Today was probably the most uneventful day in our entire trip. We woke up late, no thanks to the pigeons who come into our room every morning. Have I mentioned the pigeons yet? The roof of our room is open, great for ventilation, terrible at keeping out pigeons.

We got into town around 11am, but they were still serving breakfast. Major win in Jeff’s book.

Headed to the beach for the afternoon, downed a couple cervezas and eventually Jeff lost his sunglasses to the waves.

We’ve heard that everyone back home is dealing with a major ice storm and we just hope everyone is ok and staying safe and warm!

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Day 4 – Playing Survivor at Playa Hermosa

December 21, 2013
San Juan del Sur, Nicaragua
Buena Onda Backpackers

There are a ton of beaches in the area, Playa Maderas, Playa Coco, Playa Yankee, Playa Hermanso, just to name a few, and all the surf shops in town run shuttles that will take you there and back for about $5. The beach that everyone told me we had to visit was Playa Hermosa, it was supposed to be the best of the best and there was no way I wouldn’t love it. And the verdict? It was ok.

The ride to Playa Hermosa costs $10 and includes the $3 admission fee, lockers and washrooms, a shaded area and one restaurant and bar. It’s about 30 minutes from town and can be a treacherous journey in the rainy season. There’s only one road in that can only be attempted by a 4×4 vehicle because of the steep embankments and river crossings. There’s a small hotel on site if you’re a real surf bum, but it’s pretty isolated and knowing myself I would get bored after a couple days. The shady area has been fitted with hammocks and tables with chairs if you want to spend the whole day. There’s a place to rent boards and get a surfing lesson, as well as a small spa offering massages.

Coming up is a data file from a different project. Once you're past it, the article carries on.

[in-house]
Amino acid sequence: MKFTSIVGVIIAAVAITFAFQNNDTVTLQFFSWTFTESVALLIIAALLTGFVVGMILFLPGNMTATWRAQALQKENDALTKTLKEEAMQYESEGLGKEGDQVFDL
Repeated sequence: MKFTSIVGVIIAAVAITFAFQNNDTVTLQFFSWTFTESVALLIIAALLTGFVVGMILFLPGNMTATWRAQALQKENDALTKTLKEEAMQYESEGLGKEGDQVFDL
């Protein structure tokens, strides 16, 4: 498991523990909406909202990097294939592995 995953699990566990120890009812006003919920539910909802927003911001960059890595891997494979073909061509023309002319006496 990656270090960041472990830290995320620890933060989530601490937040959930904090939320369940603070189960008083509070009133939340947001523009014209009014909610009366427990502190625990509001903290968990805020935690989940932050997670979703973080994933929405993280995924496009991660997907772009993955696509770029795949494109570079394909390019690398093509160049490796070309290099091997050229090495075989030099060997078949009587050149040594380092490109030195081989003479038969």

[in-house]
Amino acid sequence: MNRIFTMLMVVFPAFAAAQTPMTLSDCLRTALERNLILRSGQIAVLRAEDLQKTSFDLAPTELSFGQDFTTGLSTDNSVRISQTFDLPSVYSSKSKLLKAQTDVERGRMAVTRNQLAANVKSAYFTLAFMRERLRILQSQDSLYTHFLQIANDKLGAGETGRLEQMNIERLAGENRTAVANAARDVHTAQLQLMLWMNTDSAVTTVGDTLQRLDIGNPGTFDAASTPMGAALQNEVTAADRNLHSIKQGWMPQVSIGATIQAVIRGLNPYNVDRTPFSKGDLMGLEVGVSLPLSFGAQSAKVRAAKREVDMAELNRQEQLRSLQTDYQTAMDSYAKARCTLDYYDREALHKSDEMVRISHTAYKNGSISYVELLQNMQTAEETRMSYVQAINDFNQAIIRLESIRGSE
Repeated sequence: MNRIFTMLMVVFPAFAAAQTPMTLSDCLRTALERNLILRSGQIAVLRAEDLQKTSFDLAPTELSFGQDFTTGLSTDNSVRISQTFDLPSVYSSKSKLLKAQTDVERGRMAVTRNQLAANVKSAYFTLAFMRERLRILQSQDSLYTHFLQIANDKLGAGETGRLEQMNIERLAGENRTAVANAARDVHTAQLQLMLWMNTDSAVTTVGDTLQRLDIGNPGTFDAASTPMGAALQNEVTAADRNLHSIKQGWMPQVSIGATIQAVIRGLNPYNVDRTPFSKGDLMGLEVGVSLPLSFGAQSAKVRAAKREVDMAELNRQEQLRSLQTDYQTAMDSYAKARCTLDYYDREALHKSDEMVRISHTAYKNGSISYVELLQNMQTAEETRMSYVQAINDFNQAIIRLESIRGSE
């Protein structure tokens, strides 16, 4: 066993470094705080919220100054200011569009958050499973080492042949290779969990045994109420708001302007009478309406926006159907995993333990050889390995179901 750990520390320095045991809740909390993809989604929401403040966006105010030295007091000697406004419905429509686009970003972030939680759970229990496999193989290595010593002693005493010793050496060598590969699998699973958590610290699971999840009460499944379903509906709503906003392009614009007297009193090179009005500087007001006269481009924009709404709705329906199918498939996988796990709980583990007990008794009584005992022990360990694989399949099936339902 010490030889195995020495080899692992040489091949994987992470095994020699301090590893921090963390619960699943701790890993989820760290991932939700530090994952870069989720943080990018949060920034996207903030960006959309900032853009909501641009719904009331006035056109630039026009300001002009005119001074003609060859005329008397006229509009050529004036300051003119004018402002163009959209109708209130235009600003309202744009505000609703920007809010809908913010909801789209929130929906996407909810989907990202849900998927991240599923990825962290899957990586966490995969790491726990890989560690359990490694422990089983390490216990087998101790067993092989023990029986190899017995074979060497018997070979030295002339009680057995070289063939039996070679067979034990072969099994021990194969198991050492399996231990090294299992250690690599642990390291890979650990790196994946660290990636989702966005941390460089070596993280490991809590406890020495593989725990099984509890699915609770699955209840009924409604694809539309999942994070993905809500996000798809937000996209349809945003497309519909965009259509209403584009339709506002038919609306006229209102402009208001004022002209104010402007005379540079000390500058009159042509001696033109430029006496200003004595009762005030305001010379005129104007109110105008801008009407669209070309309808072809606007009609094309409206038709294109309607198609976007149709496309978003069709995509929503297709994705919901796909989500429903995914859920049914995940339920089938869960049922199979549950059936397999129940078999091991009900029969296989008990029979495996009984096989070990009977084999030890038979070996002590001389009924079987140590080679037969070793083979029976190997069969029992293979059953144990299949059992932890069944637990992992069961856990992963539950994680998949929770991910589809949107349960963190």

The beach is huge and by walking the 15 minutes to one end it feels like you are completely on your own, which is why I guess it made such a great beach for Survivor Nicaragua in 2011.



They still sell the Survivor Buffs in the restaurant and many locals remember when they were filming. I didn’t watch the series, but I found out that many beaches around SJDS were used that season, for different challenges and filming locations. Blue, from Rancho Chilamante, told us that the winner of that season came for a ride and recognized the beach that they ride on. I think the show boosted the popularity of the area a bit, but I’m amazed that it’s still relatively quiet compared to Costa Rica at this time last year.

Jeff opted for surfing lessons today ($23) while I opted for hammock time.

The waves weren’t huge and he managed to get up a few times, but the lesson was cut short when the instructor was stung in the foot by a stingray, twice. Little did we know there were stingrays on this beach and their sting is particularly painful. We bought the poor guy a shot of rum and left him with his foot in hot water, which is supposed to help.

Heading to the restaurant for lunch I wasn’t sure what we would find. I figured that it would probably be overpriced, seeing as it’s the only place in the area, and I was right. We paid double for a fish burger, compared to yesterday in town and even beer was inflated. I guess I can’t fault them for seizing the opportunity but still.

After lunch we walked along the beach in the surf, keeping an eye open for stingrays and instead finding sand dollars (alive and dead) and gooey things inside shells…maybe hermit crabs? I have no idea but they were everywhere.



The sun was blazing and we headed back to the hammocks to wait for our shuttle back into town. Playa Hermosa was a nice beach, very clean, the shade and the hammocks were awesome.


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Day 3 – Nica on Horseback and a Surprise Proposal

December 20, 2013
San Juan del Sur, Nicaragua
Buena Onda Backpackers

There was a succession of heavy rain showers that kept us up most of the night. Our room has a metal roof that boomed with each downpour and just when you thought it was over and you’d start to fall back asleep, another rain cloud would open up and dump even more. When the roosters started we had already been awake for a bit so we decided to cut our losses and head into town for an early breakfast. We hit the same area as yesterday but decided on a different place for breakfast. Each day we’ll try a new place and pick our favourite at the end. It was Comedor Tona Dinarte today and though it was a bit more expensive than yesterday (by $2), we did get more fruit.